How is your partnership prospecting going? Unless you’ve got a Rolodex like the legendary PR guru Max Markson, I suspect you don’t have the connections to the corporate partners you want. We often hear from non-profits that the board is full of technical experts or they’re not well-connected businesspeople. They claim they can’t provide connections or introductions to help the partnership team. That doesn’t mean you should email a brochure to info@corporate and keep your fingers crossed.
In this digital age, your best asset is your laptop. So much information is available online if you just know how to search for it. I’ll assume that you have a thoughtful, strategically chosen shortlist of potential corporate partners. You just need to find a way in to talk to the right person and make a real connection.
Here are some top tips to use online platforms for your prospecting.
Birds of a feather
Let’s say you have the name of someone in a similar role, but not your prospect company. Bring up their LinkedIn profile and then look to the right to the “People also Viewed” box. Birds of a feather tend to flock together- or at least know who they are. You’re likely to find people in the same roles at other companies. This also works well if you have the name of someone at your target company but not quite the right one. They’ll often be connected with their colleagues and you’ll get the name you need. You may also get a good idea of their email address. Check out the contact details for a person at the same organisation and use the same formula. It’s usually a variant of the following:Linda.Garnett@
corporate.com, garnettl@ corporate.com, lgarnett@ corporate.com.
Scroll their Skills
If you find the right person and you want more contacts in similar roles, view their LinkedIn profile and scroll down to Skills. Click on the list of endorsements and see who they’re connected to. You’ll get a fresh list of names and potentially some mutual connections. You may be closer to your target prospect than you realise.
Find common ground
You’ve got a name and an email address. How do you create some rapport during your first meeting when you don’t know anything about them? Start with finding common ground. Type in your search bar https://www.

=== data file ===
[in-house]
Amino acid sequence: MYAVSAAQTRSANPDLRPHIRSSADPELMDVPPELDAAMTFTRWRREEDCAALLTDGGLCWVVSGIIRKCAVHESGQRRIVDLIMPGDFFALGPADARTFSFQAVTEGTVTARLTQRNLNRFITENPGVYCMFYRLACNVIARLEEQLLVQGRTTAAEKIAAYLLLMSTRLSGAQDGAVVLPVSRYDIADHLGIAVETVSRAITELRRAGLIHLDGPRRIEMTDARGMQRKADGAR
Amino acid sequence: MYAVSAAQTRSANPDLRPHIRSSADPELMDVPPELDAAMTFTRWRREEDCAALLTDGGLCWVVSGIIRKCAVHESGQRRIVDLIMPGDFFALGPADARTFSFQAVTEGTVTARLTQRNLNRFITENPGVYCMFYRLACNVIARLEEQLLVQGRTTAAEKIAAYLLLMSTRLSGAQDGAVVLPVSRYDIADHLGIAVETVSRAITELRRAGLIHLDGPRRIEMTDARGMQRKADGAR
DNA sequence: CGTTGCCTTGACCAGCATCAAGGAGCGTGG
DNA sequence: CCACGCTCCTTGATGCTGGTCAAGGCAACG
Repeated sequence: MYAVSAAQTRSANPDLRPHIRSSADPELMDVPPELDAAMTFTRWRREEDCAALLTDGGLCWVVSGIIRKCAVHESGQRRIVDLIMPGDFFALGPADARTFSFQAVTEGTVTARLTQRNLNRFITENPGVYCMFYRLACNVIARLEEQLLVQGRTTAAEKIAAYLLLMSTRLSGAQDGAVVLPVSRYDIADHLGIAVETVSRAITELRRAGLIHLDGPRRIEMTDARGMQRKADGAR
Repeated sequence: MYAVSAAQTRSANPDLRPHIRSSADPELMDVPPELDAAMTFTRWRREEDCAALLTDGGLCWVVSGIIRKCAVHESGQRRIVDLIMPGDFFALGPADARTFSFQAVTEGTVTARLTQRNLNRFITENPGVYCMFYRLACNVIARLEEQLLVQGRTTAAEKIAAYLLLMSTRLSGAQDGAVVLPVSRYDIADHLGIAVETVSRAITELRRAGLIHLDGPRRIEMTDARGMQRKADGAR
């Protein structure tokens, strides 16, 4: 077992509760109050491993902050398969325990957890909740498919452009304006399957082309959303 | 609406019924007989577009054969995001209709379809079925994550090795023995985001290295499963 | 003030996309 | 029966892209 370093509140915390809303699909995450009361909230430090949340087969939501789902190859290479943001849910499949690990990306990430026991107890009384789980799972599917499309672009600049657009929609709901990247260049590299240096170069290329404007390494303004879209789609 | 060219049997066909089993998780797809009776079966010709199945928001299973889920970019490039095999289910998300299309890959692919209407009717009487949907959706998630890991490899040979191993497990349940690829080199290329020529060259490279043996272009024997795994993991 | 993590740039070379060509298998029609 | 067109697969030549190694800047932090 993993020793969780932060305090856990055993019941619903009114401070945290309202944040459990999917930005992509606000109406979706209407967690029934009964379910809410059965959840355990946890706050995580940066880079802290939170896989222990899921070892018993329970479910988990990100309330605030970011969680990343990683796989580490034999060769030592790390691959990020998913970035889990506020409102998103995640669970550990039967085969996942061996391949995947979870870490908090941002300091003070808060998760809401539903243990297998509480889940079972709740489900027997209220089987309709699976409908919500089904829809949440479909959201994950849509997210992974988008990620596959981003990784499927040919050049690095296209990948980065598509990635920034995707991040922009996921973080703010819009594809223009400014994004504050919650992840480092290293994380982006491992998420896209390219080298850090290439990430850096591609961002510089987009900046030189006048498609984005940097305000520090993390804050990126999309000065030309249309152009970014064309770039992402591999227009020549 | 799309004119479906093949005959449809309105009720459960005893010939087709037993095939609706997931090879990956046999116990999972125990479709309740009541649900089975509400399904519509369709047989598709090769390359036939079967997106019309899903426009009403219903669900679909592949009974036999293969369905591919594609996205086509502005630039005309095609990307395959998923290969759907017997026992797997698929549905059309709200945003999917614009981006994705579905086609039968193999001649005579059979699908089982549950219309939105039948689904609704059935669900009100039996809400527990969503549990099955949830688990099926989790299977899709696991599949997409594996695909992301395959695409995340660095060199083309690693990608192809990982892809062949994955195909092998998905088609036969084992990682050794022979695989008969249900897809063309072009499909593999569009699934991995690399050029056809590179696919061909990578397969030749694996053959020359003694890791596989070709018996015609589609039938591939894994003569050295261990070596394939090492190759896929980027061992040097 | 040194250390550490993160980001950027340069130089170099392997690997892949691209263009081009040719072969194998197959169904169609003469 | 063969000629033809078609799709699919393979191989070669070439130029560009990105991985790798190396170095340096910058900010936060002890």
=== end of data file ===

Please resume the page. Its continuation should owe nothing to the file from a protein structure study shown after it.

linkedin.com/edu/alumni and you’ll get a list of everyone who attended the same school or university. Take a look at their social media profile. If they’re aged 40 or over, they’ll probably be on Facebook. Even if it’s set to private you might notice their location, hobbies or pets. Maybe their profile photo has them in lycra with their racing bike. You’re looking for something to create a connection and common ground when you get to meet them, not freak them out with your Facebook stalking!
LinkedIn corporate page
We always advise non-profits to look at a full 12 months of activity on a corporate’s LinkedIn and social media pages. It gives you an indication of the campaigns they typically run and the seasonality of their business. When are the busiest and most active times? Which employees are commenting on their posts? What are the issues that they are focusing on? Sometimes it can give you a hint to the corporate’s biggest challenges. If they’re constantly posting about how it’s a great place to work, you can bet they’ve got staff retention and engagement issues.
Use advanced Google search
This means qualifying your search terms with AND, OR, NOT. Pop in “site:linkedin.com/in” at the start of your search and qualify away. For example, you want to find the person at Coles who manages community partnerships. Type in “site:linkedin.com/in AND Coles AND community” and you’ll get a page of people and their LinkedIn profiles. Then you can dig a bit deeper to find the best start point for your prospecting.
Create a search alert
Use Google Alerts to follow the activity on the companies you’re targeting. It’s also a good idea to set up a Job Alert on LinkedIn for the company, then you get notified when they’re hiring. Staff changes are always a useful catalyst for prospecting, especially if they’re leadership changes. That could be an opportunity for a fresh look at partnerships or a new strategy for community engagement.
Connect and expand
Your networks are always bigger than you realise, especially if you leverage your colleagues’ contacts too. Make sure you’re connected on LinkedIn with all of your board, leadership and as many colleagues as possible. This gives you a huge network of potential warm introductions.
Don’t be disheartened if your leadership or board don’t have an address book of CEOs for you. The digital world means that we’re only a few clicks away from connection with anyone in the world. Let your laptop do the heavy lifting when you’re finding the right prospects.